The version of Paul George that has been mired in a slump for much of the Clippers’ first-round playoff series against the Dallas Mavericks has looked nothing like the nearly unstoppable shooter of one month ago, when the NBA’s restart began at Disney World‘s ESPN Wide World of Sports Complex near Orlando, Fla.
George shot 52% on three-pointers during three scrimmages and began the seeding round by making 14 of his first 22 three-point attempts. He said his shoulders were healthy and, on an isolated campus with basketball as the only focus, his mindset was clear.
Yet since scoring 27 points in the opening game against the Mavericks, George has shot 21% overall from the field and 16% on three-pointers to become the first player since the Boston Celtics’ Bob Cousy in 1960 to shoot less than 25%, on a minimum of 10 shots, in three consecutive playoff games, according to the Elias Sports Bureau.
“We just keep trying to tell [George] to get out of his head, try to block out the social media, the fans and just get back to playing ball,” forward JaMychal Green said Monday, a day after the Mavericks evened the series at two games apiece. “We need him. We need him to get back to the high-level basketball he’s capable of playing, and I feel like he’s just in his head.”
The same sentiment could be said of the Clippers as a whole entering Game 5 on Tuesday night.
While reviewing Sunday’s lost 21-point lead and eventual 135-133 Game 4 defeat in overtime, the team saw a version of itself that looked nothing like the one whose timely adjustments and aggressive play won the series’ third game.
“We understand,” guard Landry Shamet said, “that we kind of weren’t ourselves.”
The Clippers became “emotionally unattached” after building their lead midway through the second quarter, coach Doc Rivers said. At other times, Shamet believed the team had “become a little too caught up in the emotions of the game.” Green just saw a group lacking edge, even during a postseason the franchise has focused on all season.
“We’re too casual right now,” Green said. “We’ve got to get back to being that gritty team, and once we get back to that gritty team, we [are] unstoppable.”
Since Game 1, George has made 10 of his last 47 field-goal attempts, including four of his 12 shots inside 10 feet and 14% of his catch-and-shoot opportunities, down from 41% during the regular season.
Rivers wants George to take at least 20 shots, praising the quality of the looks he received Sunday.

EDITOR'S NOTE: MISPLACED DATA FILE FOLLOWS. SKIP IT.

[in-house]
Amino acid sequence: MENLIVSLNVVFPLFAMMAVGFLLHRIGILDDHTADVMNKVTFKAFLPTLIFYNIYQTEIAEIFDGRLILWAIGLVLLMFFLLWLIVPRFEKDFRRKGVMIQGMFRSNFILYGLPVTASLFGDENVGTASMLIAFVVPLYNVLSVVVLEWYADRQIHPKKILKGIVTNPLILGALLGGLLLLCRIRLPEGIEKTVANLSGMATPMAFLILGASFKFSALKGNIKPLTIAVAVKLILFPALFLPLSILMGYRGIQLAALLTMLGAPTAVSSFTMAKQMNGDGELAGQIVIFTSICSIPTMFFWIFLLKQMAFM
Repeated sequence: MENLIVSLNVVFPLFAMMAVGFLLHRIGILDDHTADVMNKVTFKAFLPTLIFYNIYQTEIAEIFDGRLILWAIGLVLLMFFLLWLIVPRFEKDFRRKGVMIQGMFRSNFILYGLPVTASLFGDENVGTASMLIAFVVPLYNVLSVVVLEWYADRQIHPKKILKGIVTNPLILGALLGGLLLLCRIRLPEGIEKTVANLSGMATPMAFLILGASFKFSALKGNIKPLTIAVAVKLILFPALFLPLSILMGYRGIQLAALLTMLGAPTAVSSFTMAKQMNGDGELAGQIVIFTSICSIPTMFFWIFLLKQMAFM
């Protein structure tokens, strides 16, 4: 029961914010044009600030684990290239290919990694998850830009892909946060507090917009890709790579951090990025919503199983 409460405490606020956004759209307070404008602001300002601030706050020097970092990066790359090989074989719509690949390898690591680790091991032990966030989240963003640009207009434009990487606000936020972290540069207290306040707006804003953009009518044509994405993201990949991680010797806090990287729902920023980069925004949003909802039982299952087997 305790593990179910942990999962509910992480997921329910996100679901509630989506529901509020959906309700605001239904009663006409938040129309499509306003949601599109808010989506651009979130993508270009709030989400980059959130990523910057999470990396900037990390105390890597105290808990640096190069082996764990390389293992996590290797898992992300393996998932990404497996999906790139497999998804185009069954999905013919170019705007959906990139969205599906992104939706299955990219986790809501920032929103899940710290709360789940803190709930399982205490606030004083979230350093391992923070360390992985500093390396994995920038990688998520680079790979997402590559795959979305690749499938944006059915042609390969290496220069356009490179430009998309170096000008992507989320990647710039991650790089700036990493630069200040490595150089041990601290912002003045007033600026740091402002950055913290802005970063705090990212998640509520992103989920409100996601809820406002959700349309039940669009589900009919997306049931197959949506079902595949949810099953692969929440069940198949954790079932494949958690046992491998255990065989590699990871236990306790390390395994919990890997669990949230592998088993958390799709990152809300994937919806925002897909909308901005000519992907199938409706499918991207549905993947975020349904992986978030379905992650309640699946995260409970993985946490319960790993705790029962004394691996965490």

“There’s obviously a lot of pressure with this team. We have championship expectations,” Shamet said. “But for me seeing him, yeah, he’s not making shots, but is he still being a good teammate? Yeah. Is he still moving the ball, playing hard defensively? Absolutely. A good basketball player is not just defined by the shots he makes.
“On this team and under the scope that we’re under, yeah, he’s going to get ridiculed a little bit, but in these four walls with our team, we’ve all got his back. Nobody is worried about that. He’s playing the right way. He’s taking the shots that we want him to take, and one of these nights he’s going to have 40 and everybody is going to say, ‘Oh, yeah, well, he was supposed to.’ That’s what he does. He’s a scorer. Nobody here is worried about it.”
George hasn’t been alone in underperforming. After finishing the regular season fifth in defensive rating at 106.9 points per 100 possessions, a Clippers unit vaunted for the potential of its perimeter defense, in particular, stands 12th out of 16 playoff teams after allowing Luka Doncic and Dallas to generate 117.1 points per 100 possessions.
By metrics including points allowed off turnovers, second-chance opportunities and keeping the Mavericks out of the paint, the Clippers have matched or improved upon their regular-season numbers. Yet the Clippers have been porous in one-on-one situations.
The highlight of Doncic’s game-winning 28-foot shot in overtime “will live on for years and likely decades,” Dallas coach Rick Carlisle said — and with it, the defense of Clippers guard Reggie Jackson will be replayed for years. But it was hardly the first example of the Mavericks taking advantage of their individual matchup. Dallas is scoring 1.19 points per possession on spot-up attempts. The Clippers allowed 0.91 points per possession on spot-ups during the regular season.
“I think a lot of times we have a lot of miscommunication and are giving them easy baskets out there,” Clippers star Kawhi Leonard said Sunday. “But they’re doing a great job within their offense and getting looks, starting with Luka getting his guys open shots and him making his shots.”
For all the credit the Clippers have heaped on Dallas for tying the series, they also have bemoaned what Rivers called self-inflicted wounds created by “inexcusable” mistakes of not adhering to the game plan.
“You’re going to make human mistakes as far as the way you play,” Rivers said. “You’re going to miss layups. You’re going to miss jump shots. You’re going to fall down. You’re going to accidentally foul. … But the game-plan mistakes just can’t be made, and we’re doing them in a major fashion. Again, I always look at it: I’ve got to do a better job to get us not to do them.”
Greif reported from Los Angeles.